2012 Volvo S60 T5 vs. 2010 BMW 328i - IL Track Tested Long-Term Road Test

2012 Volvo S60 Long-Term Road Test

  • Full Review
  • Pricing & Specs
  • Road Tests (2)
  • Comparison
  • Long-Term

IL Track Tested: 2012 Volvo S60 T5 vs. 2010 BMW 328i

August 13, 2011


The 2012 Volvo S60 is supposed to be the Scandinavian answer to the generic German sport sedan. It's got the looks, for sure, but does it have the sauce?

Powered by a 2.5-liter I5, the S60 makes a solid 250 horsepower at 5,500 rpm. That would be 20 more than the last BMW 328i we tested (a 2010 MY) -- the car it's most desperately chasing. Unfortunately, it's also got some 200 pounds on the Bimmer and is saddled with an automatic transmission instead of the BMW's slick six-speed manual.

So as soon as we track tested our new Volvo, we had to see how the numbers stacked up against the base BMW. Follow the jump for the full specs of each to see if, on the track, our Volvo S60 T5 is a true competitor in the sport-sedan market.

2012 Volvo S60 T5 BMW 328i Sedan
0-30 (sec): 2.7 2.3
0-45 (sec): 4.7 4.2
0-60 (sec): 7.2 6.4
0-60 with 1-ft Rollout (sec): 6.9 6.0
0-75 (sec): 10.5 9.5
1/4-mile (sec @ mph): 15.3 @ 92.5 14.7 @ 94.8

30-0 (ft): 32 30
60-0 (ft): 128 126
Skid pad lateral accel (g): 0.85 0.84
Slalom 63.6 65.0

Vehicle: 2012 Volvo S60 T5
Odometer: 1,540
Date: 6-28-2011
Driver: Chris Walton

Base Price: $31,150
Price as tested: $41,350

Drive Type: Front-wheel drive
Transmission Type: Six-speed automatic
Engine Type: Longitudinal, turbocharged inline-5
Redline (rpm): 6,600
Horsepower (hp @ rpm): 250 @ 5,500
Torque (lb-ft @ rpm): 266 @ 1,800-4,800
Brake Type (front): 11.8-inch vented discs with single-piston sliding calipers
Brake Type (rear): 11.9-inch discs with single-piston sliding calipers
Suspension Type (front): MacPherson strut, coil springs, hydraulic shock absorbers, stabilizer bar
Suspension Type (rear): Independent, multilink, coil spring, hydraulic shock absorber, stabilizer bar
Tire Size (front): 235/40R18 (95V)
Tire Size (rear): 235/40R18 (95V)
Tire Brand: Continental
Tire Model: ContiProContact
Tire Type: All-season
As tested Curb Weight (lb): 3,584

Test Results:

0-30 (sec): 2.7 (3.0 w/TC on)
0-45 (sec): 4.7 (5.0 w/TC on)
0-60 (sec): 7.2 (7.5 w/TC on)
0-60 with 1-ft Rollout (sec): 6.9 (7.1 w/TC on)
0-75 (sec): 10.5 (10.8 w/TC on)
1/4-Mile (sec @ mph): 15.3 @ 92.5 (15.5 @ 92.1)

30-0 (ft): 32
60-0 (ft): 128

Slalom (mph): 63.6 -- ESC Dynamic ( 62.5 w/TC on)
Skid Pad Lateral acceleration (g): 0.85 --Dymanic ( 0.78 w/TC on )

Db @ Idle: 44.1
Db @ Full Throttle: 72.3
Db @ 70 mph Cruise: 64.5

Acceleration: No matter whether Trac is on or off, because wheelspin is oddly elusive, There was a slight advantage to pedal overlap, but it won't allow it for more than a fraction of a second. Zero torque steer, smooth, droning acceleration with somewhat lazy upshifts -- even in Sport. Also, does auto upshift in Manual gate and does not rev-match manual downshifts.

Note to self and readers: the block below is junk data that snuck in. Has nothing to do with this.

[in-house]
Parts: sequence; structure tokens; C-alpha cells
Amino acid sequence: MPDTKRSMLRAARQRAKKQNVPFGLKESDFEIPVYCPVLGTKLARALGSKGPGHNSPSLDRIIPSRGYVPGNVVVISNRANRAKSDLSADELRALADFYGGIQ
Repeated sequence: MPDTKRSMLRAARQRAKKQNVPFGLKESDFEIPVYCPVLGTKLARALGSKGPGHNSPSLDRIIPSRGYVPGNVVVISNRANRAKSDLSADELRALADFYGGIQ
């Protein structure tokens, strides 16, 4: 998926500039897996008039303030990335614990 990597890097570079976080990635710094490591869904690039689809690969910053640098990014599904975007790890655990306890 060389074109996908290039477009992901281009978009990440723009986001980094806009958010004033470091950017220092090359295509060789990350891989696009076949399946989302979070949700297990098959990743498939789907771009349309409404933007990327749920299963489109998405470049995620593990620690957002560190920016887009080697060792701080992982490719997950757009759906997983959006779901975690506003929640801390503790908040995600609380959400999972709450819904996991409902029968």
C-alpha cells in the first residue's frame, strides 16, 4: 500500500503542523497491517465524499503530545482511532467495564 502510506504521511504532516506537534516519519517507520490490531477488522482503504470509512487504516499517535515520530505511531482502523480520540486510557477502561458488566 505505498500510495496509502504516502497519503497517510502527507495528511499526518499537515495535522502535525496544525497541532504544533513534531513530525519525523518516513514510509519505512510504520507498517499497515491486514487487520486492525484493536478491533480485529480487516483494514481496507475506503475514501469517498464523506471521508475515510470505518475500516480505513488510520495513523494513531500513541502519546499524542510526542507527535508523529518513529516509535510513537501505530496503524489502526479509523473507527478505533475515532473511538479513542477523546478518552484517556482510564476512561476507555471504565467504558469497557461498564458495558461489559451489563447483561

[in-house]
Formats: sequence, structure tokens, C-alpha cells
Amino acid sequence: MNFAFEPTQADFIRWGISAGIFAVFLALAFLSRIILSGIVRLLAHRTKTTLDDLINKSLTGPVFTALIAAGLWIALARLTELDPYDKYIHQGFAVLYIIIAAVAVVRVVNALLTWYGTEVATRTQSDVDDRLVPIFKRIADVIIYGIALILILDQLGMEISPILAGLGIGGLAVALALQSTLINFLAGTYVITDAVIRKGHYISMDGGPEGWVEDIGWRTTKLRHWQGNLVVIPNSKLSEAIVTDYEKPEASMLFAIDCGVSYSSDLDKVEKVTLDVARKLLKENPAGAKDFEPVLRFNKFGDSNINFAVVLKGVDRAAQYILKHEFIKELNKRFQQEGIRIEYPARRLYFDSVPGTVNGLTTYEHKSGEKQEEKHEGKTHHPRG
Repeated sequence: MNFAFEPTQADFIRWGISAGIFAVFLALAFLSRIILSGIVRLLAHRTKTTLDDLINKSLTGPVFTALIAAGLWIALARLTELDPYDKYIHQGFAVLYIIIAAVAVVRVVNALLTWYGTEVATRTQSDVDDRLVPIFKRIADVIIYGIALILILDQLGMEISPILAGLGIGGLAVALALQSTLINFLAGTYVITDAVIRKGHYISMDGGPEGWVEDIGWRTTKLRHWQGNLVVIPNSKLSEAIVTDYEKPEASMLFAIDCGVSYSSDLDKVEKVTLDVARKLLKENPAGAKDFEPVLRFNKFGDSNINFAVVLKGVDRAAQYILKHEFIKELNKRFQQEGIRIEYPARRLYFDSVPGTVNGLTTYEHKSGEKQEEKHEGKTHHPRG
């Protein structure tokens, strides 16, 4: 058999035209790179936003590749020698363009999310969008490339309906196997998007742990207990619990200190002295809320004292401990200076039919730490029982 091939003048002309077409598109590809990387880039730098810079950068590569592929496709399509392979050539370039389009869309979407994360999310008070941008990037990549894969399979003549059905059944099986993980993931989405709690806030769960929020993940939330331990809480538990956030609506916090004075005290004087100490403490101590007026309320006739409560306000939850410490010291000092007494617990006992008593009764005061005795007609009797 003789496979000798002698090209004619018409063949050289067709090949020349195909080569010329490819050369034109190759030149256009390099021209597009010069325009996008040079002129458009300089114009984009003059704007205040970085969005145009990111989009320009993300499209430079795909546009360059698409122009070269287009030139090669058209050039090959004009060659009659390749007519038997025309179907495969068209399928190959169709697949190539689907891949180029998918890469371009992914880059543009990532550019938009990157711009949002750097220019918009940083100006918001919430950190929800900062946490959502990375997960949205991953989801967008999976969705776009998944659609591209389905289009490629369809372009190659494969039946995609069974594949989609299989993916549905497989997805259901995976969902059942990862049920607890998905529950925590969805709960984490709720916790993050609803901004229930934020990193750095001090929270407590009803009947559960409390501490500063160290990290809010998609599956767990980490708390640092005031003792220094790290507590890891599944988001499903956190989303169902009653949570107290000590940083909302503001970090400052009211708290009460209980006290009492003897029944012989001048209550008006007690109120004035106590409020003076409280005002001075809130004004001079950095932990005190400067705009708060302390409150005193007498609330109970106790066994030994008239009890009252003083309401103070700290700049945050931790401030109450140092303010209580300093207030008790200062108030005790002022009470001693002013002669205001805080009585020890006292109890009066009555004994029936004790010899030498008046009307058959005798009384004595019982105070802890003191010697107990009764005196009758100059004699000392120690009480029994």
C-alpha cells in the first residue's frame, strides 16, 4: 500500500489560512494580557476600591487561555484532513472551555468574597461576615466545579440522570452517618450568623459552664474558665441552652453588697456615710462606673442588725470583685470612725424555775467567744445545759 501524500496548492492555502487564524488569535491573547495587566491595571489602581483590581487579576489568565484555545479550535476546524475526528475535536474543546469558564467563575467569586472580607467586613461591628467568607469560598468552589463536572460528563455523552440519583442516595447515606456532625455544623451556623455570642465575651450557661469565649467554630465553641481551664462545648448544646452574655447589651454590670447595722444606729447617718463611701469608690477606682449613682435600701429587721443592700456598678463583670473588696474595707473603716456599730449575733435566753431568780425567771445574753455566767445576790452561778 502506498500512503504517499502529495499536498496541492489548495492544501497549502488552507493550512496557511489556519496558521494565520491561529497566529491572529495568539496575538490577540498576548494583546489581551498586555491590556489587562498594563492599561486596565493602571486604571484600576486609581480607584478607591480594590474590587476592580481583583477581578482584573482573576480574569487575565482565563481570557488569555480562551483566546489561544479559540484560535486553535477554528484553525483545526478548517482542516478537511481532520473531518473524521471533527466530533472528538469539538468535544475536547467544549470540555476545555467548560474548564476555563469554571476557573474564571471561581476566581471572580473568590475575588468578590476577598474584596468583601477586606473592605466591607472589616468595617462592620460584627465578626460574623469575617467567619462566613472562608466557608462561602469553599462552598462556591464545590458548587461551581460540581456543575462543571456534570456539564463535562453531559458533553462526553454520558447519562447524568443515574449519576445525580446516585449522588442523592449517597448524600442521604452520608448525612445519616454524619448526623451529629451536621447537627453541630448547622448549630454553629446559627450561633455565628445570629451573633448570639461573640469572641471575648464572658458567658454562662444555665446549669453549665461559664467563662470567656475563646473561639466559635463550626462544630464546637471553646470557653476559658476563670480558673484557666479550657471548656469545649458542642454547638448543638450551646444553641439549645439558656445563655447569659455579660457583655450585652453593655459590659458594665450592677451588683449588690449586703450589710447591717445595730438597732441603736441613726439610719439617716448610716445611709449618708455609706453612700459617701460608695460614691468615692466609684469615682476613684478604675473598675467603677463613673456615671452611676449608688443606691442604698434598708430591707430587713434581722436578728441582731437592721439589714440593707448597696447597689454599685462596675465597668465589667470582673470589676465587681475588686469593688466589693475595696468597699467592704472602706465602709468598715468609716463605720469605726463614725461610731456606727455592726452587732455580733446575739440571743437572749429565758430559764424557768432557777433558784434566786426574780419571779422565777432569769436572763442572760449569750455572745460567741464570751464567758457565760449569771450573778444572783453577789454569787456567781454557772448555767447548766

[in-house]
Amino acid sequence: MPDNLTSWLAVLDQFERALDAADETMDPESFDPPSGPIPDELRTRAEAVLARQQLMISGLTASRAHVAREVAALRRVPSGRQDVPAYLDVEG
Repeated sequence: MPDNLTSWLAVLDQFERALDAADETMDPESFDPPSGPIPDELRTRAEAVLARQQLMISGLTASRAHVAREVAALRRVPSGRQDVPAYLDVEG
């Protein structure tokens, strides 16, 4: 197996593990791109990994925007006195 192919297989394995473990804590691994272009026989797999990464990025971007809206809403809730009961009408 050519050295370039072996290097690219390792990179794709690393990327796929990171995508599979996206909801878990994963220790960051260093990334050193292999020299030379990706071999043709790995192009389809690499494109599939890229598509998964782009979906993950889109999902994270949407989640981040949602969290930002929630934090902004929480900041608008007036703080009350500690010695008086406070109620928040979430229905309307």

Braking: Pretty dramatic dive, but no rear-end wander. Quick-cycling ABS provides shudder-free and quiet stops. Minimal fade after first (best) stop. Medium-firm pedal from first to fourth stop.


Skid pad: With ESC in Sport, it remains on but with a threshold that won't intrude on the skid pad -- hence steady, easily managed understeer at a fairly high limit. With ESC on, it drops the throttle well below the limit of the tires' grip. Steering weight is adjustable. I used medium and thought it was the most friction-free, somewhat informative setting.

Slalom: First impression = wahoo, lots of body roll! Once I realized this I found it frustrating to want to lift for rotation, only to be checked with ESC -- even in Sport (dynamic) mode. Either way, smoothness is key.

Vehicle: 2010 BMW 328i
Odometer: 996
Date: 5/25/2010
Driver: Chris Walton
Price: $35,575


Drive Type: Rear-wheel drive
Transmission Type: Six-speed manual
Engine Type: Inline-6
Displacement (cc/cu-in): 2,996/183
Redline (rpm): 7,000
Horsepower (hp @ rpm): 230 @ 6,500
Torque (lb-ft @ rpm): 200 @ 2,750
Brake Type (front): Ventilated disc
Brake Type (rear): Ventilated disc
Steering System: Speed-proportional power steering
Suspension Type (front): MacPherson strut
Suspension Type (rear): Multilink
Tire Size (front): 225/45R17
Tire Size (rear): 225/45R17
Tire Brand: Continental
Tire Model: ContiProContact SSR RSC
Tire Type: All-season
Wheel Size: 17-by-7 inches front and rear
Wheel Material (front/rear): Alloy
As Tested Curb Weight (lb): 3,314

Test Results:
0 - 30 (sec): 2.3
0 - 45 (sec): 4.2
0 - 60 (sec): 6.4
0 - 75 (sec): 9.5
1/4 Mile (sec @ mph): 14.7 @ 94.8
0 - 60 with 1-ft Rollout (sec): 6.0
30 - 0 (ft): 30
60 - 0 (ft): 126
Braking Rating: Average
Slalom (mph): 65.0
Skid Pad Lateral Acceleration (g): 0.84
Handling Rating: Good
Db @ Idle: 43.8
Db @ Full Throttle: 70.2
Db @ 70 mph Cruise: 64.5

Acceleration Comments: About a half second was gained with a wheel-spinning launch. The shifter is happy to be slammed and there is some sort of spark/retard or electronic shift smoothing that utterly eliminates shift shock at redline (or even below). Seems to make most of its power up high in the rev range.

Braking Comments: Consistently average distances with virtually zero fade or loss of pedal feel. Very little dive under hard braking.

Handling Comments: Slalom: With ESP off, this is a perfect teaching instrument for rear-wheel-drive dynamics -- every driver input has an immediate, predictable and appropriate outcome. Not the fastest sedan ever through the cones, but one of the best in terms of feel and setup. Skid pad: Moderate understeer and good response to the throttle means the steering wheel doesn't move one bit all the way around the circle. While the ultimate figure is not world-class, everything about the way the steering felt during the test was exceptional.

  • Full Review
  • Pricing & Specs
  • Road Tests (2)
  • Comparison
  • Long-Term

Leave a Comment

Past Long-Term Road Tests